• how you chose this career pathway
• motivation: why working in this industry and occupation is
important to you
• what makes you passionate about your work in general and
this job in particular?
Link your own story to the industry and the organisation
• use your research – what skills & capabilities are valued for
this position, by the organisation, and by the industry?
• based on this, identify your key selling points for this
position
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Behavioural Questions
Types of questions: behavioural questions
Behavioural/Competency-Based Questions
• Used at application and interview stages
• Companies identify the competencies required to do the job
– these form the basis of the questions
• “We can predict future performance from past behaviour”
• You are asked to discuss concrete EXAMPLES from your own
experiences to prove you possess the required competencies
Cues:
• “Tell me about a time when….”
• “Give an example of …….”
• “Describe a situation…..”
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Example Questions
Teamwork
“ Can you give me an example of a time when you have
been part of a team that successfully completed a
task?”
Innovation/creativity
“Give me an example when you had the opportunity to
come up with a creative solution to a problem. How
did you arrive at the solution?
Problem solving
“Describe a situation when you had to solve a problem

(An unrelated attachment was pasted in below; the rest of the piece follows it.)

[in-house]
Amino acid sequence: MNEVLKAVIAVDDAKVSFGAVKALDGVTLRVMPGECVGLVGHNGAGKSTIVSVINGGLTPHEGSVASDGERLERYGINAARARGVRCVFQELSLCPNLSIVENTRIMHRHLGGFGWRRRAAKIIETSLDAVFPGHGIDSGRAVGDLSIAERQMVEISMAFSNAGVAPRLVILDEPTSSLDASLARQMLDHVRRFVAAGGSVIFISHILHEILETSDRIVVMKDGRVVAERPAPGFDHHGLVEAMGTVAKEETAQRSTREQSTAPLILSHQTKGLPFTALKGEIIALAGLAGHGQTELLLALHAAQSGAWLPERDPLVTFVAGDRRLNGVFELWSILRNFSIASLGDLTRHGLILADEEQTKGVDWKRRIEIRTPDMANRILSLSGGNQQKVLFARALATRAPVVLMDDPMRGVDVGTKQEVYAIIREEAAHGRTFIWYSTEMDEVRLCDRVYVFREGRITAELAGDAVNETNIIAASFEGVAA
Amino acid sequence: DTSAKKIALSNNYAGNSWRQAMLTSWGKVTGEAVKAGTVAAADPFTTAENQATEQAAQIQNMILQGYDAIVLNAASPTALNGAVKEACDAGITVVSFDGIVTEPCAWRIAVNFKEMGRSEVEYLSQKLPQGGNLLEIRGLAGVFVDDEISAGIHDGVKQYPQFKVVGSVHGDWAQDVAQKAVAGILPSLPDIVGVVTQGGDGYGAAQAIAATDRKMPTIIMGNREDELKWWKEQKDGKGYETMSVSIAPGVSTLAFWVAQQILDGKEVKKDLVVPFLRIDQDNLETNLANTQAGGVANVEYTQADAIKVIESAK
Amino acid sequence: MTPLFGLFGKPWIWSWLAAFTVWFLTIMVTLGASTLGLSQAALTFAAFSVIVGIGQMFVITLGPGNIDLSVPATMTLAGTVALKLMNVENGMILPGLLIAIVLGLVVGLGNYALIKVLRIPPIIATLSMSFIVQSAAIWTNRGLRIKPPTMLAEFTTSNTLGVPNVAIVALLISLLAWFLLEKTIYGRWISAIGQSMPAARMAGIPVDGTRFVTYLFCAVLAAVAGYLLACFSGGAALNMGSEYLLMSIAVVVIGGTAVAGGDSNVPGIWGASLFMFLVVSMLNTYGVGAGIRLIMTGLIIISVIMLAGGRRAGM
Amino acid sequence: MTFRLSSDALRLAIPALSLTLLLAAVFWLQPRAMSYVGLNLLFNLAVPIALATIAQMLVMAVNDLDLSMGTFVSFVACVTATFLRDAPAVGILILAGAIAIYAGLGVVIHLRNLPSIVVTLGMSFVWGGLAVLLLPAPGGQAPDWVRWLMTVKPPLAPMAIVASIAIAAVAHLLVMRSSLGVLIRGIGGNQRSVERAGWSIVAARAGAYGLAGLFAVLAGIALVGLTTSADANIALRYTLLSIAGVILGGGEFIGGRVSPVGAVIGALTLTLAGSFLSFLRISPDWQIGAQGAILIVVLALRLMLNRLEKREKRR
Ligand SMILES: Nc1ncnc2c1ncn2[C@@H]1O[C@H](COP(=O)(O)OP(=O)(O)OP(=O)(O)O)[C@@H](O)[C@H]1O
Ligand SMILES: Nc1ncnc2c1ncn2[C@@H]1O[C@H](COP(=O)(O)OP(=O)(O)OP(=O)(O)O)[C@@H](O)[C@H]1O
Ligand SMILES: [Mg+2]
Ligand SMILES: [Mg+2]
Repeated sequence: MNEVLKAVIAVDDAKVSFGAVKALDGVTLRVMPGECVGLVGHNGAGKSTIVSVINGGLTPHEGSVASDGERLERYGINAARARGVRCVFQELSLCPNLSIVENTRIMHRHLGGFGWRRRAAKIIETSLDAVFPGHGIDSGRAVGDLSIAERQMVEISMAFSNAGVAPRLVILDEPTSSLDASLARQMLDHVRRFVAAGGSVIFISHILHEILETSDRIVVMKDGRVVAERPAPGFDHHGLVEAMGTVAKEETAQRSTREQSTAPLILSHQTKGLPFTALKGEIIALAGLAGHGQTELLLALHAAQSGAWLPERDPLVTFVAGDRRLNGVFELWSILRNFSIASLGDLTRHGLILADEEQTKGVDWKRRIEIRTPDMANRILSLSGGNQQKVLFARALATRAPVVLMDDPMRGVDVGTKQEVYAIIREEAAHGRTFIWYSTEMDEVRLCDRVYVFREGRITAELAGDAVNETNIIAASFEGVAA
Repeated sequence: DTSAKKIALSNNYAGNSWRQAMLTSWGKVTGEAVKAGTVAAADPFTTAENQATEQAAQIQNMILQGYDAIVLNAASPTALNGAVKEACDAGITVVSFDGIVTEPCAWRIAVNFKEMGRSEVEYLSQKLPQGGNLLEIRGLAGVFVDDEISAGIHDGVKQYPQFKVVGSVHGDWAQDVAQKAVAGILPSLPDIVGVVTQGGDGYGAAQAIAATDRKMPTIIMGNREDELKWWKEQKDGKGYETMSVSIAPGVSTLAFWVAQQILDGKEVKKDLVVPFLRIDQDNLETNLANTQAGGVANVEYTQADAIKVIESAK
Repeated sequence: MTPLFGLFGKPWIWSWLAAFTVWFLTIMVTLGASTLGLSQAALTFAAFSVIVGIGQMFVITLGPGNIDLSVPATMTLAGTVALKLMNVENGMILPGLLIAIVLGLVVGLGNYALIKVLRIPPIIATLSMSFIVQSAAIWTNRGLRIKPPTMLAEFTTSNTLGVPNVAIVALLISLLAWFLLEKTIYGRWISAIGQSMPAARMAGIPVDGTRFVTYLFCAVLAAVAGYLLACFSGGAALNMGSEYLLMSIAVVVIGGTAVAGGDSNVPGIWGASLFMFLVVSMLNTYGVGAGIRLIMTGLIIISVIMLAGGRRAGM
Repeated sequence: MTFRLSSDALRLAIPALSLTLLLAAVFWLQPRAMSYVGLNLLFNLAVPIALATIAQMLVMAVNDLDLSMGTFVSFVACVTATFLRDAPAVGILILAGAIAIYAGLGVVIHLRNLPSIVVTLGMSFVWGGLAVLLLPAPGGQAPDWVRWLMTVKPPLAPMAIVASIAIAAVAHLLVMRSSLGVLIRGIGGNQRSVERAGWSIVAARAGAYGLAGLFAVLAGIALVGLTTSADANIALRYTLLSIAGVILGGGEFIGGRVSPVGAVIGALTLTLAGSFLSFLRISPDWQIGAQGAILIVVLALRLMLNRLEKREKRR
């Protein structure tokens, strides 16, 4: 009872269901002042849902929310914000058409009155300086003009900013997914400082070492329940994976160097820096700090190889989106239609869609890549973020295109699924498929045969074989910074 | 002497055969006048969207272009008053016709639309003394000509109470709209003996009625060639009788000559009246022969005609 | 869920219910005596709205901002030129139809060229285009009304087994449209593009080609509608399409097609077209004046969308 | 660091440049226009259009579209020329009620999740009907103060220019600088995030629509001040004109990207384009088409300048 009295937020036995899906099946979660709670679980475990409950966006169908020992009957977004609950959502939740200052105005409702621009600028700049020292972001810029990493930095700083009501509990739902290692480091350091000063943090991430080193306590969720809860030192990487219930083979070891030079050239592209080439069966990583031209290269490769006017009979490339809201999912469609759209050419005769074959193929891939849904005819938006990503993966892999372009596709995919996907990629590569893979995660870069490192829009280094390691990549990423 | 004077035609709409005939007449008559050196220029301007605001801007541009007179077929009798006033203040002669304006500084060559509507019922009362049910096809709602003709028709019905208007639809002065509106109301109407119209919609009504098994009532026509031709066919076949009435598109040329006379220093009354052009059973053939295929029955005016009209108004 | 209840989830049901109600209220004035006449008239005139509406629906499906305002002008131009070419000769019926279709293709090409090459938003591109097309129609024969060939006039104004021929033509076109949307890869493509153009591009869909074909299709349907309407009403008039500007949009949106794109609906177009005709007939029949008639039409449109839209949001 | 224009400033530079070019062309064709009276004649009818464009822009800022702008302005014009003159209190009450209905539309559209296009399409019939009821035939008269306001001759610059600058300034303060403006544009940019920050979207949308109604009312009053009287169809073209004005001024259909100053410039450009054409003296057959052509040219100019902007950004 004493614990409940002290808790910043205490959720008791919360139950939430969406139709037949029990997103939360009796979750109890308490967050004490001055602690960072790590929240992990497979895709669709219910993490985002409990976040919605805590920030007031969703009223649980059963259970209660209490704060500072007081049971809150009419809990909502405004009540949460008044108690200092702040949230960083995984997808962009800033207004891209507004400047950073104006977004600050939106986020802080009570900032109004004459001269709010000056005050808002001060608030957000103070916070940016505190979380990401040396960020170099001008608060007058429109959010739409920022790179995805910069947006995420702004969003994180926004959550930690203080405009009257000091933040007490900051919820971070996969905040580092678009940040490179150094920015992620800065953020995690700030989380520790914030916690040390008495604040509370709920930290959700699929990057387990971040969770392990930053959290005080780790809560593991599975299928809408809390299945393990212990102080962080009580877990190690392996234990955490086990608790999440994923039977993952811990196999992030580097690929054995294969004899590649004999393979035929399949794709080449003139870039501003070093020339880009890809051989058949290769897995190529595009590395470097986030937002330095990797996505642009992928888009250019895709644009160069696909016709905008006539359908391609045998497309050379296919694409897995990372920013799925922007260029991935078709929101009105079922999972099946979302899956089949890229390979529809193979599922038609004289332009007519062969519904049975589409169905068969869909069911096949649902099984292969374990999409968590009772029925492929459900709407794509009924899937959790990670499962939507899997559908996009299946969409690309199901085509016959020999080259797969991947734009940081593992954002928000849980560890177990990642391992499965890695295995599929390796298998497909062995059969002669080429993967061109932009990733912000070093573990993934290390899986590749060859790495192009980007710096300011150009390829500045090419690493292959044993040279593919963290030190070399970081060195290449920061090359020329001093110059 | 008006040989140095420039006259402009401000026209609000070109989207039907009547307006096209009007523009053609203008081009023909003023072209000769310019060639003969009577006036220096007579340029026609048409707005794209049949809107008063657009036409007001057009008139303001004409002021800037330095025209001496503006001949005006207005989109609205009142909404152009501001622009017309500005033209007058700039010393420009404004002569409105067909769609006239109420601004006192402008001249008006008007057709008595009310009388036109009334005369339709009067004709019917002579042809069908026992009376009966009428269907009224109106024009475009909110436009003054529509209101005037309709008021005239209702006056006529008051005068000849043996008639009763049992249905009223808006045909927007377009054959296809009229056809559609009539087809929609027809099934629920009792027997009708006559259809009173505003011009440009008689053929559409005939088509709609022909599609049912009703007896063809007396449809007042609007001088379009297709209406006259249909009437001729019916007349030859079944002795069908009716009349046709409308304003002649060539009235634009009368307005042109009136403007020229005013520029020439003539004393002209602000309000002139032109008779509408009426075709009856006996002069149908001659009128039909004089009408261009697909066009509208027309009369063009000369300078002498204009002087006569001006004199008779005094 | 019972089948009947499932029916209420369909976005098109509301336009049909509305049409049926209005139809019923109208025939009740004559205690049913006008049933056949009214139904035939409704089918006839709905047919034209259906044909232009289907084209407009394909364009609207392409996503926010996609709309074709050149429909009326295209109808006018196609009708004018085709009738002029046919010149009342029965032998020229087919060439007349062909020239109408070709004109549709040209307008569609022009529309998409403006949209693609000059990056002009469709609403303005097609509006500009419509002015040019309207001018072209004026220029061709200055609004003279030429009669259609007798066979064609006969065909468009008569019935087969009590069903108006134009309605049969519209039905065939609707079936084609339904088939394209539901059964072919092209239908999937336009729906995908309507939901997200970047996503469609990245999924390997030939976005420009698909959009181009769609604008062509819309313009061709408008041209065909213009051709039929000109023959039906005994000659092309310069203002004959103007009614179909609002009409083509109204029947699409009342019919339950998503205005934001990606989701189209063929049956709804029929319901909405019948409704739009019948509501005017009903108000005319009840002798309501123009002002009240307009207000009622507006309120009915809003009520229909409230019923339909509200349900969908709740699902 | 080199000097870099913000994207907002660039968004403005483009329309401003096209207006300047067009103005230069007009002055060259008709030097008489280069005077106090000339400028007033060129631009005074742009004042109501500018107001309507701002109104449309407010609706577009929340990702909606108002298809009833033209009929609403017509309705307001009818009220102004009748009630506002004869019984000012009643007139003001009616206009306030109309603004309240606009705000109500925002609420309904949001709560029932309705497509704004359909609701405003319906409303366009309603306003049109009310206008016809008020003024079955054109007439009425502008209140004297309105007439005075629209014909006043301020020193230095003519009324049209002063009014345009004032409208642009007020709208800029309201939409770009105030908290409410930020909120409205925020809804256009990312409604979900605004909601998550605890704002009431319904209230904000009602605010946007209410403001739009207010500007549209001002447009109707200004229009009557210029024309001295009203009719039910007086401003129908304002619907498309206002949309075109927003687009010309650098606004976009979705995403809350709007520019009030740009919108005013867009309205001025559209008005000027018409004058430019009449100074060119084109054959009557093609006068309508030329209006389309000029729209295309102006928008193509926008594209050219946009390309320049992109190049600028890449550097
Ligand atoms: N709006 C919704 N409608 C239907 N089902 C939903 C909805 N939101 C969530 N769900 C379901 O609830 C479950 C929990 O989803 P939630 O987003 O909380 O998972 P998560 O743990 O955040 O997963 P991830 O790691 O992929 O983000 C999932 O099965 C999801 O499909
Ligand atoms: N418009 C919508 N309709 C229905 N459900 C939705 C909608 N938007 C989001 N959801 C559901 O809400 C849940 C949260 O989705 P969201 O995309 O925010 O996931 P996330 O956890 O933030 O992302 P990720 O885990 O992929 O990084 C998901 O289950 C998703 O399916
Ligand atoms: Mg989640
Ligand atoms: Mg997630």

that required careful thought. What did you do?”
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Sample Online Behavioural Question
Question
Please provide an example of a time when you had to work as
part of a team to accomplish an objective. Describe the task,
what your role in the team was, and what outcomes the team
achieved. Please limit your response to 250 words or less.
Information that exceeds these limits will not be considered.
(46 words in the question)
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Use the STAR Approach
 Describe the Situation / context
 Identify the Task / challenge you encountered
 Describe the Action you took
 Specify the Result or outcome
• Provide specific examples, preferably from last 2-3 years.
• Use real examples from a range of contexts such as your studies,
placements, employment, Voluntary work, sports, mentoring,
interests/clubs etc.
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Situation